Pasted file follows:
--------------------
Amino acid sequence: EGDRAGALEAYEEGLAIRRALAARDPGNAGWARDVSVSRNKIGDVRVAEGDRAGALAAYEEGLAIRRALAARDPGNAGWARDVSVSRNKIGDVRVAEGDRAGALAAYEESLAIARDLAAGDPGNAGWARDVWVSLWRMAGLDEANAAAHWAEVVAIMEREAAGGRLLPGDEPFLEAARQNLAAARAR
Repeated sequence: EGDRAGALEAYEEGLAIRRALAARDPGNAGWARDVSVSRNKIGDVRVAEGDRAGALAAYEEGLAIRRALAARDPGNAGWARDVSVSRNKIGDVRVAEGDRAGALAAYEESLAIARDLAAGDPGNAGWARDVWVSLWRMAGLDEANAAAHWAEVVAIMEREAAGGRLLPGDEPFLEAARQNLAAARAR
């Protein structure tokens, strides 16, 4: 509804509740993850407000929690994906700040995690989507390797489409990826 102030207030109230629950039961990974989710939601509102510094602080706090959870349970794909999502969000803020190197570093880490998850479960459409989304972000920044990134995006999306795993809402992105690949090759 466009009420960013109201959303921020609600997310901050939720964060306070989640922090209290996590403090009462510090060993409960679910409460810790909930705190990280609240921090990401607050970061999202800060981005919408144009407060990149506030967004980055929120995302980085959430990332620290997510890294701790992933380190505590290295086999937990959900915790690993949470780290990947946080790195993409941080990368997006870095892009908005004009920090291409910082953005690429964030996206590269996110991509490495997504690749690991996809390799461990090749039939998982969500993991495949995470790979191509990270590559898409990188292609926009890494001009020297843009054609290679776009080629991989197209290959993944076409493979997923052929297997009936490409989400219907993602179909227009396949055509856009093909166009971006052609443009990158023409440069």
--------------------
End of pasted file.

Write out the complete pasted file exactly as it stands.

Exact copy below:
Amino acid sequence: EGDRAGALEAYEEGLAIRRALAARDPGNAGWARDVSVSRNKIGDVRVAEGDRAGALAAYEEGLAIRRALAARDPGNAGWARDVSVSRNKIGDVRVAEGDRAGALAAYEESLAIARDLAAGDPGNAGWARDVWVSLWRMAGLDEANAAAHWAEVVAIMEREAAGGRLLPGDEPFLEAARQNLAAARAR
Repeated sequence: EGDRAGALEAYEEGLAIRRALAARDPGNAGWARDVSVSRNKIGDVRVAEGDRAGALAAYEEGLAIRRALAARDPGNAGWARDVSVSRNKIGDVRVAEGDRAGALAAYEESLAIARDLAAGDPGNAGWARDVWVSLWRMAGLDEANAAAHWAEVVAIMEREAAGGRLLPGDEPFLEAARQNLAAARAR
């Protein structure tokens, strides 16, 4: 509804509740993850407000929690994906700040995690989507390797489409990826 102030207030109230629950039961990974989710939601509102510094602080706090959870349970794909999502969000803020190197570093880490998850479960459409989304972000920044990134995006999306795993809402992105690949090759 466009009420960013109201959303921020609600997310901050939720964060306070989640922090209290996590403090009462510090060993409960679910409460810790909930705190990280609240921090990401607050970061999202800060981005919408144009407060990149506030967004980055929120995302980085959430990332620290997510890294701790992933380190505590290295086999937990959900915790690993949470780290990947946080790195993409941080990368997006870095892009908005004009920090291409910082953005690429964030996206590269996110991509490495997504690749690991996809390799461990090749039939998982969500993991495949995470790979191509990270590559898409990188292609926009890494001009020297843009054609290679776009080629991989197209290959993944076409493979997923052929297997009936490409989400219907993602179909227009396949055509856009093909166009971006052609443009990158023409440069």